Every once in a while, I come up with an idea that's good enough to make into a tradition.
For most of the years I've lived in Philadelphia we have enjoyed the help of visiting mission trip teams who have spent themselves and their their ministry budget to assist us in feeding our neighbors. Most Summer Sunday nights for the first decade I lived in Philadelphia were spent with the Adventures In Missions teams preparing plates of hot dogs, chips and cups of cold lemonade to share with the folks up on Kensington Ave. Many of these neighbors-without-houses didn't have other food options within the 24 hour space between the soup kitchens Sunday lunch and Monday lunch meals.
It wasn't just a hand-out dinner to give to some hungry homeless folks. It was dinner for the team as well. While some of the mission trippers took turns grilling hotdogs or refilling cups of lemonade, others received their own plates and sat next to our neighbors on picnic table benches. There is something about sharing a meal together that is a great equalizer and creates meaningful connections. Many of these youth would begin the evening intimidated and feeling worlds apart from our guests. Many would leave at the end of the evening having discovered common ground and seeing their own assumptions about homelessness and addiction shattered.
On occasion Frank still pops in at the Kensington Avenue meal outreaches often with our kids by his side. Teams of volunteers with Cast Your Cares keep those feeding outreaches happening, but it's far more than our family our our small teams could pull off. Becoming a family with young children changed both the scale and the scope of what we were able to do as far as breaking bread with our neighbors. As we began wondering what we could do ourselves, wondering the best way to include our small teams of 8-15 people in our outreach and wondering how to even adapt and re-frame out "outreach" to the growing community of well-to-do folks moving into the neighborhood, we realized that we needed a new approach. If you stand on Kensington Ave and offer, "Hey, free food!" you will draw a crowd. As of late, if you did the same on Fletcher Street you are likely to get mostly strange looks.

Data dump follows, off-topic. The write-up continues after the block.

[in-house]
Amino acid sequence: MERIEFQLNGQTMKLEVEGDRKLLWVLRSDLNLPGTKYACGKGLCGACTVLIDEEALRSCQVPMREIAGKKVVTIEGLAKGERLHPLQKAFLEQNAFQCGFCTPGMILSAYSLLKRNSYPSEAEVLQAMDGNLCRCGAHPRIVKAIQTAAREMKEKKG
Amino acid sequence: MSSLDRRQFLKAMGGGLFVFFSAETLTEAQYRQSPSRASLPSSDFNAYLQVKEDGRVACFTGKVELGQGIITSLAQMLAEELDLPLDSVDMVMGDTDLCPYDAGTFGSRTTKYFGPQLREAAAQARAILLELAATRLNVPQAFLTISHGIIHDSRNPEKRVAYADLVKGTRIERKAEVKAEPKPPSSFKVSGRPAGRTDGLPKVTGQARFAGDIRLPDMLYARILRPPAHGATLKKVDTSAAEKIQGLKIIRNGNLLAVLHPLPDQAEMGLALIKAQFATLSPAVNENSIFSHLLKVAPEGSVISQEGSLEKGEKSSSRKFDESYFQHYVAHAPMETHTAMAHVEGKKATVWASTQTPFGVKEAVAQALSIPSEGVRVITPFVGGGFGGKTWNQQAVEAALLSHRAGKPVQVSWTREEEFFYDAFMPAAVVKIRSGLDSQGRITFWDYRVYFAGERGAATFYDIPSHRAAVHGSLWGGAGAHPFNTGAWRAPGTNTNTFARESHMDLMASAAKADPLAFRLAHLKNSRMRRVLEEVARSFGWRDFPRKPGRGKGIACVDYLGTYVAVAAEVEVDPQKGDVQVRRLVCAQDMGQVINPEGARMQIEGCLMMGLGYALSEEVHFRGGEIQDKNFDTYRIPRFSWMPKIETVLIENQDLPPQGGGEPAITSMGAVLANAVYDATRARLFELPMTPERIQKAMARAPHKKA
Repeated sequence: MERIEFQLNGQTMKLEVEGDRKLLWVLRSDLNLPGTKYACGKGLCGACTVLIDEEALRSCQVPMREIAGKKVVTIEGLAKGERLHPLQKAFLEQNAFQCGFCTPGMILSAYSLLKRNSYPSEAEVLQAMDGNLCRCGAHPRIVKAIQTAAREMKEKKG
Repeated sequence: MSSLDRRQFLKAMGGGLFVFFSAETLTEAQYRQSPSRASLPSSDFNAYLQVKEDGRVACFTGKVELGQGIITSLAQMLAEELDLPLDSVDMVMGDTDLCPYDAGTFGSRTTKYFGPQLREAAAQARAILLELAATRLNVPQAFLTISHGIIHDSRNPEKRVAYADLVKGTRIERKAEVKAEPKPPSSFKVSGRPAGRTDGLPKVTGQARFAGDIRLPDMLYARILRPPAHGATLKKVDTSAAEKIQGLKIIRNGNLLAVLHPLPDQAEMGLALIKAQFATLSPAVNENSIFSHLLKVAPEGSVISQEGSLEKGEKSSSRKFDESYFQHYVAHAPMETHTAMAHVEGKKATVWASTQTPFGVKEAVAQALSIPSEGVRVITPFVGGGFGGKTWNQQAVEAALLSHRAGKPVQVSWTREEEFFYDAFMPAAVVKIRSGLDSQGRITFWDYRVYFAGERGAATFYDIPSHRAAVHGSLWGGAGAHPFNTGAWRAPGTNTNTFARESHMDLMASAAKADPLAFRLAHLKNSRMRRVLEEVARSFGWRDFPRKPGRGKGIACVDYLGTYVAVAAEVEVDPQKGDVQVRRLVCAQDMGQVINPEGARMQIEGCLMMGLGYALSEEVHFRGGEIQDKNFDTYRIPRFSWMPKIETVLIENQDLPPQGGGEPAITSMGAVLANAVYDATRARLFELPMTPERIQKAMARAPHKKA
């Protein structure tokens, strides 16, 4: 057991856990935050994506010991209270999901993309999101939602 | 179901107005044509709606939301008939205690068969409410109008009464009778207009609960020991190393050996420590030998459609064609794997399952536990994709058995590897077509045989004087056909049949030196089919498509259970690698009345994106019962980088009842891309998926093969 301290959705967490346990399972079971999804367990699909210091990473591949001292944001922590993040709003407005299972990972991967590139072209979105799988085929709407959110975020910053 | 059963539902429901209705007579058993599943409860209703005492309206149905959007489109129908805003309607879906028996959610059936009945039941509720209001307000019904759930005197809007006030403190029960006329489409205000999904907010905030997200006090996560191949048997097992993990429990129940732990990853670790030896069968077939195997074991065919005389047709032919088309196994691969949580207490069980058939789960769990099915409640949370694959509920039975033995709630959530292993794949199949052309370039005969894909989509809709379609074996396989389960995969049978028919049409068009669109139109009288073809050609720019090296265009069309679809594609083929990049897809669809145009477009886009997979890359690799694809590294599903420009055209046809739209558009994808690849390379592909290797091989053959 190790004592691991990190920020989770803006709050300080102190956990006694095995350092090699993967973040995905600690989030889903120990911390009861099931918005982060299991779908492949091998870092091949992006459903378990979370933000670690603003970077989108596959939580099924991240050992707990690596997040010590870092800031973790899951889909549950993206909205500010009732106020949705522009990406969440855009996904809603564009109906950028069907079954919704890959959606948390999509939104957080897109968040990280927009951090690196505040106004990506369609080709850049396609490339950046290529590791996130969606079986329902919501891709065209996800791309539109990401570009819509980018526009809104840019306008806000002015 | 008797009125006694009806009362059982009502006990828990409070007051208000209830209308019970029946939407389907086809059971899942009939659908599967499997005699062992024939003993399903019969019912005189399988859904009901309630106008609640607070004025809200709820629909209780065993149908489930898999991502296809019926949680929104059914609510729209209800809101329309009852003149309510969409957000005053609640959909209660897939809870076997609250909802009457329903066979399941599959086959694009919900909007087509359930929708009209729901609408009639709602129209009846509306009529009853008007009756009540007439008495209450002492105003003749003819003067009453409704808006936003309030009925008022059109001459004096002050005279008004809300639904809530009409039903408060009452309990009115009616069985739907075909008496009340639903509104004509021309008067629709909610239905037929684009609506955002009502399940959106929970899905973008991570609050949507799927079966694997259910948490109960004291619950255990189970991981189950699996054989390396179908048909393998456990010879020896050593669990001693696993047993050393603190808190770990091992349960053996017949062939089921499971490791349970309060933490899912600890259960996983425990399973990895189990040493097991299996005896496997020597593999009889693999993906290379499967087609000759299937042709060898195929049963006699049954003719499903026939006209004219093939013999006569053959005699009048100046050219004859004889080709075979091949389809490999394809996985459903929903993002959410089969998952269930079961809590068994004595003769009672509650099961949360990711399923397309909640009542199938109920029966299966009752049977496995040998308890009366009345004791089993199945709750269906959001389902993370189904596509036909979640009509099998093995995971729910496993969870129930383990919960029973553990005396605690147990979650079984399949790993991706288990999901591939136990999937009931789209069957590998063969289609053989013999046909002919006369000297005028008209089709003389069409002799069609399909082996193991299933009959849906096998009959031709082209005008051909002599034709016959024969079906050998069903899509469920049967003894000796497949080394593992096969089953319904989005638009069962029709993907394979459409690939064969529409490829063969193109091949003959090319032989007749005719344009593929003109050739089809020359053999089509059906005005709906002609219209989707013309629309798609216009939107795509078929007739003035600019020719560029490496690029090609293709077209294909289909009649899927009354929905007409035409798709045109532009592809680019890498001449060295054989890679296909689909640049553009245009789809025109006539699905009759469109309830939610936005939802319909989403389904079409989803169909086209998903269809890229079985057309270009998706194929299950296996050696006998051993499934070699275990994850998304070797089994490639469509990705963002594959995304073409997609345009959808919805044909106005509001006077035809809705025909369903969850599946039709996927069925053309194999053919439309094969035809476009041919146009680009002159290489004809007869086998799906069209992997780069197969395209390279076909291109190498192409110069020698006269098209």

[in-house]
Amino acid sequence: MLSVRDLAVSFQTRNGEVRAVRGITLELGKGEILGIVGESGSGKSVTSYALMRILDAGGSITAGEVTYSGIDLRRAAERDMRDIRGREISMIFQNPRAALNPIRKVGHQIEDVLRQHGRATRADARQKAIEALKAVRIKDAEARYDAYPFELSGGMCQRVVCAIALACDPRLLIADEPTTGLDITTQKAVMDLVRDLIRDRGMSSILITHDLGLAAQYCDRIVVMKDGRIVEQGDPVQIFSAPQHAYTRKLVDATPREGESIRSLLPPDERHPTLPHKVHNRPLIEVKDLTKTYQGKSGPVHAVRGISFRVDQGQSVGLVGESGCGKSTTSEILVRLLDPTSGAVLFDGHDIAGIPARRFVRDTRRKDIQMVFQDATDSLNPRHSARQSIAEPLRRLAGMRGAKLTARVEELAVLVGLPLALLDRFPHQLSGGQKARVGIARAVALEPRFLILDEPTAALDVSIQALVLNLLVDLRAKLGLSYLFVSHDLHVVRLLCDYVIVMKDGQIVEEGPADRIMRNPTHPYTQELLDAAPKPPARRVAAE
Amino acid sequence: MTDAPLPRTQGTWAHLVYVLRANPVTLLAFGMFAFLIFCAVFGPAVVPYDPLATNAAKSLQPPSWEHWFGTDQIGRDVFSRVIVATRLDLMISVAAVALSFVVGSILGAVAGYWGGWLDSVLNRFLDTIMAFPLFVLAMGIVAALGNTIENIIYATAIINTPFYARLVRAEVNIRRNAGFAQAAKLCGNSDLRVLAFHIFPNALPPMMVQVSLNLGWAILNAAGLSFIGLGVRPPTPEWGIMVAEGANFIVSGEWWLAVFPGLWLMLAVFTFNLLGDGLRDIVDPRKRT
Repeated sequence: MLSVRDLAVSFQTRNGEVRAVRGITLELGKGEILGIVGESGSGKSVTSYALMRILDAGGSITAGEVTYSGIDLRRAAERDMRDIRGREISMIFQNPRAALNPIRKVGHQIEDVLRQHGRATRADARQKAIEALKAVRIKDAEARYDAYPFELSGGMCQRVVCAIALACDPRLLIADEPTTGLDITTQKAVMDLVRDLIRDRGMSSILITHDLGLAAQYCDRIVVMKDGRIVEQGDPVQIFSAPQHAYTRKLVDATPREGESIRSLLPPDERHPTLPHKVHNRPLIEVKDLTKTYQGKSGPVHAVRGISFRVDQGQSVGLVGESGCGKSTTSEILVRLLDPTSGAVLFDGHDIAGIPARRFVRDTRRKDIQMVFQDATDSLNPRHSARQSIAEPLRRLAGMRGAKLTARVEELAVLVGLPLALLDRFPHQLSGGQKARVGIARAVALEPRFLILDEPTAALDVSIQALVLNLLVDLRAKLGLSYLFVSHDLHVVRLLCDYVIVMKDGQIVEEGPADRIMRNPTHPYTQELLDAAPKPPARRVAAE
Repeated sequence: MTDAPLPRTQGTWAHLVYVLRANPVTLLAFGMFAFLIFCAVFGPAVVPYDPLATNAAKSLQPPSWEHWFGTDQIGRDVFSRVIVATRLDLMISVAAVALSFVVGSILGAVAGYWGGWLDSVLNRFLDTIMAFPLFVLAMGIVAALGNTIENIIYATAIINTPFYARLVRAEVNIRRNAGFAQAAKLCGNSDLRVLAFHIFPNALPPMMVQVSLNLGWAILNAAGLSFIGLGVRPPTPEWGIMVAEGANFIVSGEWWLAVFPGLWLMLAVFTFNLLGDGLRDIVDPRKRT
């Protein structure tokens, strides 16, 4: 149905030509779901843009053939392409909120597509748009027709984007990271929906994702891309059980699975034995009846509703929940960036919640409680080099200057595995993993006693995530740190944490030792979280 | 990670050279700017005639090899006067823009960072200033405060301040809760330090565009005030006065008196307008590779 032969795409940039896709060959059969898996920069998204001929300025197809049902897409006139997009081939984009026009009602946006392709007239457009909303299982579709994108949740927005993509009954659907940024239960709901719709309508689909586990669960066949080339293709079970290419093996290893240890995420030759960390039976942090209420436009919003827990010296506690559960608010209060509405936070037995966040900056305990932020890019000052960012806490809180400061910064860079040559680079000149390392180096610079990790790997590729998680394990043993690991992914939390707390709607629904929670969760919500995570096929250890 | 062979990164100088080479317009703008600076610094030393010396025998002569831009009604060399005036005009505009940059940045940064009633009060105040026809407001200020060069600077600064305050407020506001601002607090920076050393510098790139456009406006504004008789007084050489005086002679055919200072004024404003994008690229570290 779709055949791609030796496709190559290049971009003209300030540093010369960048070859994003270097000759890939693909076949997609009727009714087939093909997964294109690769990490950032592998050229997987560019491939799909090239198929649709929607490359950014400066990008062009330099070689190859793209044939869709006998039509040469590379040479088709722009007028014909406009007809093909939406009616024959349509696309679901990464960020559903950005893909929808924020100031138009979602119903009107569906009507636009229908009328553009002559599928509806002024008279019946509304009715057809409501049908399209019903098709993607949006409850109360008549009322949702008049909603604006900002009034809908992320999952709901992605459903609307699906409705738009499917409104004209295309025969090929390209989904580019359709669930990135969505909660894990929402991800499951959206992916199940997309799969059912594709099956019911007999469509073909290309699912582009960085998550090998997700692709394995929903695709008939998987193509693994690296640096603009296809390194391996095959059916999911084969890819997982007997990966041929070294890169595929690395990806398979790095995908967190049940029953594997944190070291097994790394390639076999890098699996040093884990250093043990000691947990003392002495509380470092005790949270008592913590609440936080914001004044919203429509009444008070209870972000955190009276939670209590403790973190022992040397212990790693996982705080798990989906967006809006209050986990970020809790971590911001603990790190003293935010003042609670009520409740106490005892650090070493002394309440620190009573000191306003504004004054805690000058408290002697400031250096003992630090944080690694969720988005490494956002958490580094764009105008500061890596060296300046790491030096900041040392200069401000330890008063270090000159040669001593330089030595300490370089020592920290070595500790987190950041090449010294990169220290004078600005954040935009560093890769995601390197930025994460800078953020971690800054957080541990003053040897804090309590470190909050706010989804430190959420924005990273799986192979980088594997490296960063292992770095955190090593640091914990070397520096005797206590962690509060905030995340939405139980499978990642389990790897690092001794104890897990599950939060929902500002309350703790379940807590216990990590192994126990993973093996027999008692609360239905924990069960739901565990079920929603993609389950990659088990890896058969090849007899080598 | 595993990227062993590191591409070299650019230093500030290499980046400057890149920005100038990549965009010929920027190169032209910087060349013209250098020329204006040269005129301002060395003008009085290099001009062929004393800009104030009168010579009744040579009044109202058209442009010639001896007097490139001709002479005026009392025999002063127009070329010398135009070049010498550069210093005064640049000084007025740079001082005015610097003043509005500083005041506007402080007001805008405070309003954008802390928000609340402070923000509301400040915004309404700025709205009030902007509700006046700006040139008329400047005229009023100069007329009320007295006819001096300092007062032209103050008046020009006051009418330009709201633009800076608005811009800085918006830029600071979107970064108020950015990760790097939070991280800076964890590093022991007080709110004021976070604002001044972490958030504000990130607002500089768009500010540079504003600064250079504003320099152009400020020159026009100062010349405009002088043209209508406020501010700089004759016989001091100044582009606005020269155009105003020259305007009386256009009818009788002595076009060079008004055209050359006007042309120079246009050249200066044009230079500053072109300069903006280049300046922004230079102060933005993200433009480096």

Enter my idea worthy of a tradition!
As our focus narrowed to loving and caring for those right on our block and wanting to be able to engage with our neighbors whether we had a team to help us or not the idea of a "Potluck Cookout" began to develop. It started with the help of teams but when it was just us and our neighbors we still filled the tables with food, took up all of the chairs we had and began to get to know each other beyond the courtesy "hellos" as we passed each other on the sidewalk. Now, when the weather turns warm the neighbors will start to ask, "Hey, when will Potluck Cookout start back up?" Tradition established!
On our second Potluck Cookout this summer the table was already filled with hummus and carrots, freshly sliced watermelon and juicy cheeseburgers before our neighbor Kim brought her portion to share. She had visited a farmers' market and brought a large metal bowl filled with plums. After she sat it down she told me, "These are for everyone else but I'll be right back with something else for you." In a few minutes she returned with a fat jersey tomato in each hand. Kim looked me in the eyes with utter seriousness and told me, "This is the best gift that anyone is going to give you all summer." She instructed me to put them inside my house and enjoy them all for myself.
Week after week in July we enjoyed good food and good company as neighbors from our block and friends from all around the community came to add to and enjoy the bounty. For some reason we thought it was a good idea to squeeze in one more Potluck Cookout on the first Tuesday in August before leaving in the wee hours of the next morning for our trip to Vermont. We were bleary eyed from staying up to pack and making the long drive, but it was worth it to arrive in time to enjoy dinner with our Vermont friends. If there is one way that Vermont never fails us it's with good company and delicious food as we gather around the Franklin family dinner table. Beside whatever other culinary wonder Annette prepared for us while we were there we enjoyed some of the tastiest tomatoes I've ever eaten. They reminded me to tell the story of Kim bringing me those two Jersey tomatoes with her bold proclamation of the gift's value.
Honestly, I think those Vermont tomatoes were superior in taste.
Yet, Kim was right.
Her gift of those two tomatoes were in fact the best thing anyone gave me all summer.
If I tell you a little more about Kim, I think you will understand why.